C.The field produced changes in the
precipitate structure,which in turn led to increases of 10–
16%in the yield and tensile strengths.However,a decrease in
elongation occurred for long homogenization times.They
attributed the observed effects of the electric field on the
microstructure and properties through its influence on the
diffusion rates of Cu and Mg,especially Cu.
That an electric field can increase the solubility of solutes
in Al alloys was supported by the studies of Jung and
Conrad.
7–9)
They found that the application of a dc electric
field E ¼ 5kV/cm during the SHT of Al–Mg–Si alloys
(AA6022 and AA6111) gave an increase in the resistivity 
w
and hardness H
w
of subsequently water-quenched specimens;
see for example Fig.3.No effect of a field during SHT was
however observed for the AA6061 alloy.Comparing the
composition of the three 6000-series alloys,one finds that an
effect of electric field occurred for the alloys with either the
presence of excess Si (AA6022) or the addition of Cu
(AA6111).
A thermodynamic analysis of the results on AA6022 and
AA6111 gave that the field reduced both the enthalpy H
s
and entropy S
s
of solution of Mg
2
Si in the Al matrix,but
the magnitudes of the changes were such that there still
occurred a reduction in the Gibbs free energy G
s
¼ H
s

TS
s
for the SHT temperature range investigated.The
reduction in G
s
in turn gives an increase in solubility c
s
according to the well-known relation
c
s
¼ expðG
s
=kTÞ ð1Þ
The effect of electric field on the solubility of Mg
2
Si in
AA6111 is shown in Fig.4.
The studies by Jung and Conrad
7–9)
gave that the increases
in 
w
and H
w
which resulted from application of an electric
field during SHT were maintained throughout the subsequent
natural aging,there being no detectable effect on the kinetics
of the aging process.In contrast,Liu and Cui
5)
reported that
by applying an electric field E ¼ 4kV/cm during the aging
of the 2091 Al–Li alloy at 150

to 170

C the time t
p
to reach
the peak strength at each temperature was increased,i.e.,the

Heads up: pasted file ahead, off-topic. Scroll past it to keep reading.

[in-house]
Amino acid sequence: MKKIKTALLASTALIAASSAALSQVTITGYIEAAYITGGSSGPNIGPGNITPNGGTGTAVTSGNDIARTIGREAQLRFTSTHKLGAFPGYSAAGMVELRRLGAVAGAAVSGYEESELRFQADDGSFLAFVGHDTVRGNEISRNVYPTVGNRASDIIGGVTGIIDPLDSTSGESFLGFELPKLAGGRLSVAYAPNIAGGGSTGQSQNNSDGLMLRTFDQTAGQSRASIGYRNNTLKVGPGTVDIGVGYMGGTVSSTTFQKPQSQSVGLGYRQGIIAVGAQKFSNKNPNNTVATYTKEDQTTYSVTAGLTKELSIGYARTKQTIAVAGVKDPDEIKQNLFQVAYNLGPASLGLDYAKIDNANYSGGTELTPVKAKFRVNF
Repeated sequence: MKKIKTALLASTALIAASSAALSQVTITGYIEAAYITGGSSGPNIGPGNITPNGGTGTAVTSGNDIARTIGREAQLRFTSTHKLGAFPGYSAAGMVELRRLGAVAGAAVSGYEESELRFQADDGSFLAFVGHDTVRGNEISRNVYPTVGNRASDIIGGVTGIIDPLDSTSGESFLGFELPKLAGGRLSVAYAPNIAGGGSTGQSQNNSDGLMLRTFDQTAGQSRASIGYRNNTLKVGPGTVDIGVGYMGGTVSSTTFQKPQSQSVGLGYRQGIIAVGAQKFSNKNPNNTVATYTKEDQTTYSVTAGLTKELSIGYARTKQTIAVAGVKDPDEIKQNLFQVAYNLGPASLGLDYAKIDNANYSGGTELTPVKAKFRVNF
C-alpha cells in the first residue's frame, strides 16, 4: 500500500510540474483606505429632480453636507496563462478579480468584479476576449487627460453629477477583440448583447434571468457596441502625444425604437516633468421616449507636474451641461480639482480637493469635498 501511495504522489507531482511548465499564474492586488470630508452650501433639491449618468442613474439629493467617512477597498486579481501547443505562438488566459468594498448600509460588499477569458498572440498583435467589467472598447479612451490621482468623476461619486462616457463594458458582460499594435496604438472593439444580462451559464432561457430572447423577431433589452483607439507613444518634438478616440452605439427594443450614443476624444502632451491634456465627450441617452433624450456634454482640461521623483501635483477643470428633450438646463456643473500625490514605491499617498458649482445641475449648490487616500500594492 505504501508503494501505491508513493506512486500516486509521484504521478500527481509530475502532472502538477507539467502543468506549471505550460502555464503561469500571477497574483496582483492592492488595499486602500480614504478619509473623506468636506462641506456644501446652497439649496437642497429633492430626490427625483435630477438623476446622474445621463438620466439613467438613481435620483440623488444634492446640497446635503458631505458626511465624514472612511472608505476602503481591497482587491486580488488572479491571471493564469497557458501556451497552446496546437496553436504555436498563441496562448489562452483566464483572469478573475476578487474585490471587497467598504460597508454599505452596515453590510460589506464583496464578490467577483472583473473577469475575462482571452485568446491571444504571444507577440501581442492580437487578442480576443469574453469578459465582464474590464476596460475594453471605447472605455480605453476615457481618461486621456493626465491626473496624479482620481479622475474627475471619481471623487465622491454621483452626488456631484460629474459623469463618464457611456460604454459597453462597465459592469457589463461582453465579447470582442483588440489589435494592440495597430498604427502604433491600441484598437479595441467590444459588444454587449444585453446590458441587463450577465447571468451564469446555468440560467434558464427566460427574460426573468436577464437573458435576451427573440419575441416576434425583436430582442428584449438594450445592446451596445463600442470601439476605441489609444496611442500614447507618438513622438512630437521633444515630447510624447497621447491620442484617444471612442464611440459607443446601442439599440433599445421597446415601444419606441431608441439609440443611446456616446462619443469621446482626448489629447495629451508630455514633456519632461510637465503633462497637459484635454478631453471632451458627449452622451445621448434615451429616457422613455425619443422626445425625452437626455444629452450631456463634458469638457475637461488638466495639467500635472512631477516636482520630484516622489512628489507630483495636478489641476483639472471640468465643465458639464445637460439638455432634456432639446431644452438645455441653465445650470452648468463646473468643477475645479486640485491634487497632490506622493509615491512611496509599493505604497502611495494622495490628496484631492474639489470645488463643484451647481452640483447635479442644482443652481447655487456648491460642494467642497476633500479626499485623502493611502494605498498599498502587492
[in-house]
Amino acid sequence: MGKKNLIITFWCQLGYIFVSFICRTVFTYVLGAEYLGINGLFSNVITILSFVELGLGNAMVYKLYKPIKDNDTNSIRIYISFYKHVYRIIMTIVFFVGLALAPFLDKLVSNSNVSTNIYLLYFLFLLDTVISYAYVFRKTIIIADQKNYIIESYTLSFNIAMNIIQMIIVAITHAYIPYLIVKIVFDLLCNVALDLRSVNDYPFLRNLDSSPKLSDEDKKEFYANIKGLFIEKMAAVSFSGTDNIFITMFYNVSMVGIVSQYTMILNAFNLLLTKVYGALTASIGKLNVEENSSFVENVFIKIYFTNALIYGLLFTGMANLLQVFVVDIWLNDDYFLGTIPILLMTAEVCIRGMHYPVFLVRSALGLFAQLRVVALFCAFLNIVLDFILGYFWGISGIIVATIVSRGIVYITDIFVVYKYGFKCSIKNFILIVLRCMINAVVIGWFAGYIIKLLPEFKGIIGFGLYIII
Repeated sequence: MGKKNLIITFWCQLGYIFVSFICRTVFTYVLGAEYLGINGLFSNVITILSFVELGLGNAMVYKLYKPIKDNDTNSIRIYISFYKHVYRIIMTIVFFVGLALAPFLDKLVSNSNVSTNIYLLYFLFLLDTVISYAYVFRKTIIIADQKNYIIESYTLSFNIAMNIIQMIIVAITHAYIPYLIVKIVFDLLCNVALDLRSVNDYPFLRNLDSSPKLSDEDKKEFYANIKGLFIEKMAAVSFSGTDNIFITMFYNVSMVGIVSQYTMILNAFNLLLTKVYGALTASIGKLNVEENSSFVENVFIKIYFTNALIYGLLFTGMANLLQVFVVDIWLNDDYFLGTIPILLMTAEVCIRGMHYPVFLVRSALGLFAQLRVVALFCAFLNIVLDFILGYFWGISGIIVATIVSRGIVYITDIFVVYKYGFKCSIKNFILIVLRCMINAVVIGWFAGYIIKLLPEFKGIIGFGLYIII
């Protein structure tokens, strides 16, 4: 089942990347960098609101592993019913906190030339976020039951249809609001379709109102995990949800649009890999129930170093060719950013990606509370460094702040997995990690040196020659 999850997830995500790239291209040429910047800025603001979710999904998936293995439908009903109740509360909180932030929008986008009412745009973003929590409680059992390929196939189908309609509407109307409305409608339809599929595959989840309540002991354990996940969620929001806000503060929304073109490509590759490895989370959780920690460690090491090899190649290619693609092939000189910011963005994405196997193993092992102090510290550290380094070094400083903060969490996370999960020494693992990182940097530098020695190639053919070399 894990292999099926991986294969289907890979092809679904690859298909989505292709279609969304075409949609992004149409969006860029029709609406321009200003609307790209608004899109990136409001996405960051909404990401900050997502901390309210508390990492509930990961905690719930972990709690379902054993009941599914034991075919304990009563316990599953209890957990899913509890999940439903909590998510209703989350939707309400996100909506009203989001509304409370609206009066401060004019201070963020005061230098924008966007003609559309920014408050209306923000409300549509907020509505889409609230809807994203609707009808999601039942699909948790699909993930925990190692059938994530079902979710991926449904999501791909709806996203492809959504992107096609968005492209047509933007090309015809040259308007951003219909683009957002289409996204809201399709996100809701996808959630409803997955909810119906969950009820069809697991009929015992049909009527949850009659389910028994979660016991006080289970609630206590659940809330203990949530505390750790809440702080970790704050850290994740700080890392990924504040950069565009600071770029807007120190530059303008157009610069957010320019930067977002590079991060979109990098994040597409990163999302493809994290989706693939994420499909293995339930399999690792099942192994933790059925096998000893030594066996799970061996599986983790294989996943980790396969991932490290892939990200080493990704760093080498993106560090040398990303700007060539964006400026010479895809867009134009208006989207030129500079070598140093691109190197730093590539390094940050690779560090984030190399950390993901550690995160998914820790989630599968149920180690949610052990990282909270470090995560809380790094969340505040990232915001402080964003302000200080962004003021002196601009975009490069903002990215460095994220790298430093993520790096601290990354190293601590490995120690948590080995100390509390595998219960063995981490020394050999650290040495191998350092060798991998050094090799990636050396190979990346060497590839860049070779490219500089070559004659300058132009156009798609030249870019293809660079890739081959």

aging rate was retarded by the field.Taking an equation of the
form t
p
=T ¼ AexpðQ=kTÞ,these authors obtained Q ¼ 0:25
eV for E ¼ 0 and Q ¼ 0:45eV for E ¼ 4kV/cm.Thus,the
field increased the apparent activation energy for the aging
process.TEM observations of the aged specimens revealed
that the 
0
precipitates were less numerous and somewhat
larger for aging with the field compared to without.
2.3 Phase Coarsening
Jung and Conrad
16)
reported that an electric field retarded
the coarsening of the Pb-rich and Sn-rich phases in the
commercial 60Sn40Pb solder alloy;see Fig.5.They attrib-
uted this effect of the electric field to its influence on the
vacancy concentration in the specimen interior.In a
Fig.3 Resistivity 
w
and hardness H
w
of as-quenched AA6111 Al alloy vs.
the solutionizing temperature T
SHT
without and with an electric field E ¼
5kV/cm for solutionizing times of 10 and 40min.From Conrad and
Jung.
7)
Fig.4 Effect of an electric field on the solubility of Mg
2
Si (presumably
Al–Mg–Si–(Cu) complexes) in AA6111 Al.From Conrad and Jung.
7)
1084 H.Conrad
subsequent paper
17)
these authors determined that in the
annealing with field there had occurred a gradient in the
phase sizes fromthe surface of the cylindrical specimen to its
center,the size of each phase increasing as one progressed
fromthe surface to the center.Moreover,the volume fraction
of the Sn-phase at the center was above the equilibrium
value.To explain this,it was proposed that the field may have
changed the electrochemical potential of the phases to give
the higher-than-equilibrium volume fraction of the Sn phase.
3.Ferrous Alloys
3.1 Sintering
Fahmy and Conrad
18)
found that the application of an
electrostatic field during the sintering of iron powder
compacts reduced the porosity,Fig.6.These authors
proposed that the reduction in porosity resulted from the
migration of vacancies fromthe internal pores to the surface.
The experimental variation of porosity as a function of depth
below the surface agreed with that calculated based on the
assumption that the migration of vacancies was the control-
ling process.It was found that the specimens sintered with the
field could be surface carburized,whereas those sintered
without a field could not.
3.2 Quench Aging
Similar to the Al–Li alloy,
5)
the quench aging of a low-
carbon steel was found to be retarded by an electric field,see
Fig.7.To be noted,the field not only increased the time t
p
to
obtain maximum hardness but also reduced the hardness
value.An Arrhenius plot of logðt
p
=TÞ vs.1=T gave
Q ¼ 0:68 eV for E ¼ 0 and Q ¼ 0:85eV for E ¼ 14 kV/
cm.The effect of the field on the microstructure of a quench-
aged specimen is shown in Fig.8.The field increased the size
of the precipitate-free zone (PFZ) adjacent to the grain
boundaries and increased the size and spacing of the Fe
3
C
precipitates in the vicinity of the boundary.By considering
the microstructure to consist of a duplex structure and that the
hardness obeyed a linear rule of mixtures with respect to the
volume fraction of each structure,it was shown that the
decrease in hardness with field was in qualitative accord with
the observed microstructure.
20)
Since the major nucleation sites for Fe
3
C precipitates are
vacancies or vacancy clusters,the observed changes in
microstructure with field can be attributed to a depletion of
vacancies by the field in the manner illustrated in Fig.9.